Nearby schools bring incredible vitality to parks. True, correlation doesn’t always equal causation, but consider that schools need recreation space, for sports or outdoor lessons; for community involvement or a public gathering space on a scale that may not be available within their existing facilities. Schools need parks as much as parks need schools. There are only a few schools to speak of downtown.

There population of downtown is also very limited currently, this means very few people to occupy and safeguard the space. Yes, you can program this park with infrequent festivals and events. Yes, a downtown park will probably see a regular crowd of people for lunch during the week in nice weather, and a smattering of hardier people in less friendly weather, but other than that, any occupation will come at the cost of extra effort on the part of the park go-er. The park will be mostly empty, most of the time, and this will likely run the risk of developing an ‘unsafe’ reputation.

Downtown Columbus, the City Center site, is not ripe for a new park just yet—but it is ready for residents.

Thinking ahead

For the sake of suggesting alternative strategies, and generating open discussion on the subject, I’d like to draw attention to a few things. First is to point out the existing blighted park on the corner of Rich and High street (at the SW corner of the City Center site). This 1.6 acre park, dubbed the Centrum, wasn’t always neglected. For decades it was an ice rink and public gathering place; it enjoyed a short relationship with the mall, and was eventually removed due to liability concerns. After its removal the remaining small grassy area sat with the malls back turned to it for two decades. Since the arrival of City Center this space was intended to be the new home for the 4th anchor tenant; much to the malls dismay that tenant never showed. The Centrum’s design makes it uncomfortable; the shrunken plaza, the blind corners created by the ludicrously large blank walls (the mural goes a little way in softening this problem but when you realize the real skyline is just feet away, and much more interesting to look at, the effect evaporates); the awkwardly placed trees provide little enclosure and the lack of any place to sit, aside from the ground, deters people looking to linger.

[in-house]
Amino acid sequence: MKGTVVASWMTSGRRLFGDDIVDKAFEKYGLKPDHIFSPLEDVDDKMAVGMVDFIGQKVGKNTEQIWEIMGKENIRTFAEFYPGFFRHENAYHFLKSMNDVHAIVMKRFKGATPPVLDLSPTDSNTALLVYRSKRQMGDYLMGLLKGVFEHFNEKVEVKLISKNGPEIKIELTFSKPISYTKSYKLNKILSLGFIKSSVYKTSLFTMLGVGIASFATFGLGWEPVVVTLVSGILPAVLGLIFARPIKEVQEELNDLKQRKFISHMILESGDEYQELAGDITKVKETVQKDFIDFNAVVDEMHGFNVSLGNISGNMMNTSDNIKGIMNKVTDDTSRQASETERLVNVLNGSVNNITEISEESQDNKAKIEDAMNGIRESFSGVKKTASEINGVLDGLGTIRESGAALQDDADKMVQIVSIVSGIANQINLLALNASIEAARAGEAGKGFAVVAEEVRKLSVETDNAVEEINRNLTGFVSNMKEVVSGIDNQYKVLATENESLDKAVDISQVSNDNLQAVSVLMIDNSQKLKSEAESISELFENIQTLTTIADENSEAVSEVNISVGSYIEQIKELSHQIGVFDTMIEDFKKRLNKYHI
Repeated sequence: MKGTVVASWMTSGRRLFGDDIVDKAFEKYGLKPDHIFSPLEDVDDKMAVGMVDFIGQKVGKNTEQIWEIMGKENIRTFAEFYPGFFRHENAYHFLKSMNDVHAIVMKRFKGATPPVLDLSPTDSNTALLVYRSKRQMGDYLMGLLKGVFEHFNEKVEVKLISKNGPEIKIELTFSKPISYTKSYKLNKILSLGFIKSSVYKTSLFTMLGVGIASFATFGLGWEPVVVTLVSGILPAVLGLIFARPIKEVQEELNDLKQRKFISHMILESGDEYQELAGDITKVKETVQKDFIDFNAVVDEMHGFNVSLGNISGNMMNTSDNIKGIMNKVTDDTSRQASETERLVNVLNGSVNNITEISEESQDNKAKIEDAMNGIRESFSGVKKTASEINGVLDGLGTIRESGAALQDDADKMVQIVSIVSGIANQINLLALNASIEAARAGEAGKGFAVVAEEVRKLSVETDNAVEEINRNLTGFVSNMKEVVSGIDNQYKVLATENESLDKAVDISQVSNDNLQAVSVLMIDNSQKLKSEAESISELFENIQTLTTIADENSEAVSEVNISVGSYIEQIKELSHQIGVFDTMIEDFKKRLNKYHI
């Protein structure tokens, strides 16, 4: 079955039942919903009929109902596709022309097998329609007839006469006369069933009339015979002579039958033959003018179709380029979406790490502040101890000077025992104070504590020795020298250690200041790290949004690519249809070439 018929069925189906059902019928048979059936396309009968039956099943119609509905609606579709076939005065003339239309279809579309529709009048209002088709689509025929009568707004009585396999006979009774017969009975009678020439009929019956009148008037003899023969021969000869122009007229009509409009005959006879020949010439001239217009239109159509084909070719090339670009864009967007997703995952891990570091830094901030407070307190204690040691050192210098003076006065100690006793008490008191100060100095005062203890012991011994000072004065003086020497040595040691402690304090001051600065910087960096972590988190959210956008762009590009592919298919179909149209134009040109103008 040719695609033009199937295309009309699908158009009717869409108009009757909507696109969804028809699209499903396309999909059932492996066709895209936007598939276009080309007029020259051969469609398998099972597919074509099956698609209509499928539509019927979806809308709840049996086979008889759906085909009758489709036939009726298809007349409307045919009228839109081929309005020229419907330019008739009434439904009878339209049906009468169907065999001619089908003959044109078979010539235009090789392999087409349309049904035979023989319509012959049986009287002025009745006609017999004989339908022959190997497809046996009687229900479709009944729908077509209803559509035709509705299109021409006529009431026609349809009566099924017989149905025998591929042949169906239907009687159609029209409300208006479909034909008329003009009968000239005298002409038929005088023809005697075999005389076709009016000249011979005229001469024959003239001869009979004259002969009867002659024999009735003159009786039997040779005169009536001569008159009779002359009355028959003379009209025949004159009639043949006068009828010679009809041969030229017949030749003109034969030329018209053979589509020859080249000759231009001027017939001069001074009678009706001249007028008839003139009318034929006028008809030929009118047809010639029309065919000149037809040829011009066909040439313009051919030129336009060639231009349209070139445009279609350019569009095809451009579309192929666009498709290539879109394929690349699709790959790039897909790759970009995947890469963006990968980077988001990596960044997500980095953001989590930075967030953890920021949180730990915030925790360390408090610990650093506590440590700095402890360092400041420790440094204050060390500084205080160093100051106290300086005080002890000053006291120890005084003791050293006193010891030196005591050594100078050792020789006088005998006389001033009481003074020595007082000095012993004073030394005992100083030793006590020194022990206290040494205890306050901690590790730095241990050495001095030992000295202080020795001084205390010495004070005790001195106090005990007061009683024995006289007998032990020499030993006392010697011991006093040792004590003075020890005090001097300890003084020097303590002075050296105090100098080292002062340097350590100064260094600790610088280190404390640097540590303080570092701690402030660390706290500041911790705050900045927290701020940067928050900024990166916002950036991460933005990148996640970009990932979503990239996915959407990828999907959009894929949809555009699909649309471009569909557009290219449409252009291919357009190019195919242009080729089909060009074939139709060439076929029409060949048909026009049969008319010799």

Centrum: Existing state

Centrum possibility: Day-time lounging supported by adjacent cafes and shops

Centrum possibility: Night and evening events, benefit the park and the area businesses